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10 Round Mags

  Legal Ruling on Questar's
LAR-15 .223/5.56 Pistol Magazines...

E-mail Received Monday March 12, 2007 from  xxxx  xxxxx - (copied DFAIT & CFC by xxx xxxxx)

Good day Mark:

Attached you will find a document sent by this office to DEFAIT Canada & the Firearms Registry with respect to the LAR-15 PISTOL Magazine issue.  The finding is in favour of your product.

x.x. xxxxxxx (xxxx) xxxxx
Section Head
Firearms Reference Table Section
Senior Firearms Technologist
Firearms Support Services Branch
Royal Canadian Mounted Police
P.O. Box 8885,
Ottawa, Ontario, Canada
K1G 3M8

 Good afternoon everyone:

 Attached you will find an MS or Microsoft WORD document which will be of interest.

 This document is the final chapter in the saga of a cartridge magazine specific to the Rock River Arms LAR-15 Pistol, which is a 'handgun, commonly available in Canada', which may have a capacity of (not more than) ten shots.

 1.   The Rock River Arms, LAR-15 Pistol qualifies as a "handgun, commonly available in Canada".

 2.   The cartridge magazine for this handgun as manufactured by C Products LLC has been deemed to be acceptable as a "handgun magazine" as it meets the following criterion:

a)  It is designed and manufactured for use in a handgun commonly available in Canada and has a capacity of not more than ten cartridges of the kind or type for which the magazine was designed.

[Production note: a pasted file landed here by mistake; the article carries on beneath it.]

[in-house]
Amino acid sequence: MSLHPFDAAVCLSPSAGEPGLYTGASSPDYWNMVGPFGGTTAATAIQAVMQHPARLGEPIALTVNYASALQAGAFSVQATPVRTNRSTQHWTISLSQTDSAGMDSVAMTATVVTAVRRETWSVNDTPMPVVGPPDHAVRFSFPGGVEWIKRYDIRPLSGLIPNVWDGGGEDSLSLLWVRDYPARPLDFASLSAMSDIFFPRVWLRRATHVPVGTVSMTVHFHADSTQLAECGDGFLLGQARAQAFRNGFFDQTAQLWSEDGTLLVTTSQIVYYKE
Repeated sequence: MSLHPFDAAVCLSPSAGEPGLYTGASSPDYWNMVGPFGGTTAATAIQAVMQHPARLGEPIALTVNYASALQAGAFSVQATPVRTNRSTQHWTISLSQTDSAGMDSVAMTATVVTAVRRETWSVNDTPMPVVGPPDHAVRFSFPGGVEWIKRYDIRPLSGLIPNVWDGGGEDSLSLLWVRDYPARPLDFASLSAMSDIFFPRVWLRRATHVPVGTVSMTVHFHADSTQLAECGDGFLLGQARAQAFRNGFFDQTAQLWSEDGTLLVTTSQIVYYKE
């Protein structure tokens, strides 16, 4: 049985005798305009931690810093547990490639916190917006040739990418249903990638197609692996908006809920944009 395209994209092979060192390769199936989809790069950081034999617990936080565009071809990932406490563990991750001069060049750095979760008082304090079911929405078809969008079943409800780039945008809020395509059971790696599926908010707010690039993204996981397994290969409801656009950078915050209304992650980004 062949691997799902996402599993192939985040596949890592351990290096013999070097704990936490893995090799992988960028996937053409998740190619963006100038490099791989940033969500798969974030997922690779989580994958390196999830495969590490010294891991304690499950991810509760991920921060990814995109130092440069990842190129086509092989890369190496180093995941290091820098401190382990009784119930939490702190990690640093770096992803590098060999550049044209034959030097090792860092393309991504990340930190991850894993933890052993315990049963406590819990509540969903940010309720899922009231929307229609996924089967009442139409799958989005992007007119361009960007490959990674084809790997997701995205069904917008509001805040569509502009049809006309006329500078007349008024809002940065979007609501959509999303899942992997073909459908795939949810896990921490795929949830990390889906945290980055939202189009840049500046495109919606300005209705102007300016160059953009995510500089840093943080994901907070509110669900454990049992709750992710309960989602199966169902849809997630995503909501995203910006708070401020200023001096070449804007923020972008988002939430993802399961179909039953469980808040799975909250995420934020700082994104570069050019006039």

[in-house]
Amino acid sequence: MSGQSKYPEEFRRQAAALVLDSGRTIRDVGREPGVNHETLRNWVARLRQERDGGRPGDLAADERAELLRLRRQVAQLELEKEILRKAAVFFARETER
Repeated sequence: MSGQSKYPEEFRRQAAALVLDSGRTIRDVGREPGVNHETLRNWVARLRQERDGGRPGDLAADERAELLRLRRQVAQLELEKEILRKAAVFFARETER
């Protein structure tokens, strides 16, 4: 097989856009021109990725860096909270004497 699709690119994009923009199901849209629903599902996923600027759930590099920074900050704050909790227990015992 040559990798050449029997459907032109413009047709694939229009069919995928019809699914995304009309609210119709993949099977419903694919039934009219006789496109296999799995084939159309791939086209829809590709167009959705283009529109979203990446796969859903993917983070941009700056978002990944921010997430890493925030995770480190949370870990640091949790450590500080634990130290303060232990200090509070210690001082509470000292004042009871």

b)  The cartridge magazine for this handgun as manufactured by C Products LLC is not an adaption of a magazine designed and manufactured for use in a semi-automatic rifle.

 3.   The design that has been found acceptable as a handgun magazine is held by the RCMP, Firearms Support Services, Firearms Reference Table Section as a "pattern".  This particular design and NO other design is approved for use as a "handgun magazine for a handgun commonly available in Canada".

 4.   As an assist to identification, the cartridge magazines which have been deemed acceptable as a "a magazine for use in a handgun commonly available in Canada", bear the following identification markings on the body or magazine case, applied at the time of manufacture by the manufacturer:


NOTE:  -  No other ten shot capacity magazines are deemed acceptable as "a magazine for use in a handgun commonly available in Canada" as of 2007-03-12.


What does all of this mean? 
There are many people who mistakenly believe rifles are limited to 5 rounds and
handguns are limited to 10 rounds... but that is NOT CORRECT.

The reality is the legislation specifies how to determine the capacity of a magazine... it does this by classifying the magazine itself for type and capacity based on what that magazine was "designed and manufactured" for.  The legislation makes no reference to what firearm the magazine is subsequently used in once it has been classified and its' legal capacity determined.  
The classification of, and the legal capacity of a magazine does not change simply because it is placed in or used in a handgun,
a semi-auto rifle, a pump rifle, a bolt action rifle, etc..

The applicable legislation can be found at: